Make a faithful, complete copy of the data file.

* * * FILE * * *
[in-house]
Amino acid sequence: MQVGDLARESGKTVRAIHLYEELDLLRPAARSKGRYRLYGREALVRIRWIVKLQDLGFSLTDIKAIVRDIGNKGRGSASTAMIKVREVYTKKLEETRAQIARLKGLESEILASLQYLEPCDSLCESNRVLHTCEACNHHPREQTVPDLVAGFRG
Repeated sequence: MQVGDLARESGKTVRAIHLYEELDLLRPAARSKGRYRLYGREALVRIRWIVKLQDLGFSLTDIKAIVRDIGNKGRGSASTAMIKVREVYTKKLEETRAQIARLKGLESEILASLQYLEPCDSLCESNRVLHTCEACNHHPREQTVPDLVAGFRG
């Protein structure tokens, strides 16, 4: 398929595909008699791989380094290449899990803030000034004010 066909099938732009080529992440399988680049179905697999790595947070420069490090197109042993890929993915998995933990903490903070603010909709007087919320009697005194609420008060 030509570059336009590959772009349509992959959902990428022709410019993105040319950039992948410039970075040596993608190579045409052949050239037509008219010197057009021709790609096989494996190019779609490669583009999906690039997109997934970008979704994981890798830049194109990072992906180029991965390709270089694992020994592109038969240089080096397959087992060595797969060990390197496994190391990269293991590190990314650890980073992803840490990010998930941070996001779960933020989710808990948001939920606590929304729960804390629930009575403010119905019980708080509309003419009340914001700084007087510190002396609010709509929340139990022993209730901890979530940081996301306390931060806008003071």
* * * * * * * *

[in-house]
Amino acid sequence: MQVGDLARESGKTVRAIHLYEELDLLRPAARSKGRYRLYGREALVRIRWIVKLQDLGFSLTDIKAIVRDIGNKGRGSASTAMIKVREVYTKKLEETRAQIARLKGLESEILASLQYLEPCDSLCESNRVLHTCEACNHHPREQTVPDLVAGFRG
Repeated sequence: MQVGDLARESGKTVRAIHLYEELDLLRPAARSKGRYRLYGREALVRIRWIVKLQDLGFSLTDIKAIVRDIGNKGRGSASTAMIKVREVYTKKLEETRAQIARLKGLESEILASLQYLEPCDSLCESNRVLHTCEACNHHPREQTVPDLVAGFRG
């Protein structure tokens, strides 16, 4: 398929595909008699791989380094290449899990803030000034004010 066909099938732009080529992440399988680049179905697999790595947070420069490090197109042993890929993915998995933990903490903070603010909709007087919320009697005194609420008060 030509570059336009590959772009349509992959959902990428022709410019993105040319950039992948410039970075040596993608190579045409052949050239037509008219010197057009021709790609096989494996190019779609490669583009999906690039997109997934970008979704994981890798830049194109990072992906180029991965390709270089694992020994592109038969240089080096397959087992060595797969060990390197496994190391990269293991590190990314650890980073992803840490990010998930941070996001779960933020989710808990948001939920606590929304729960804390629930009575403010119905019980708080509309003419009340914001700084007087510190002396609010709509929340139990022993209730901890979530940081996301306390931060806008003071």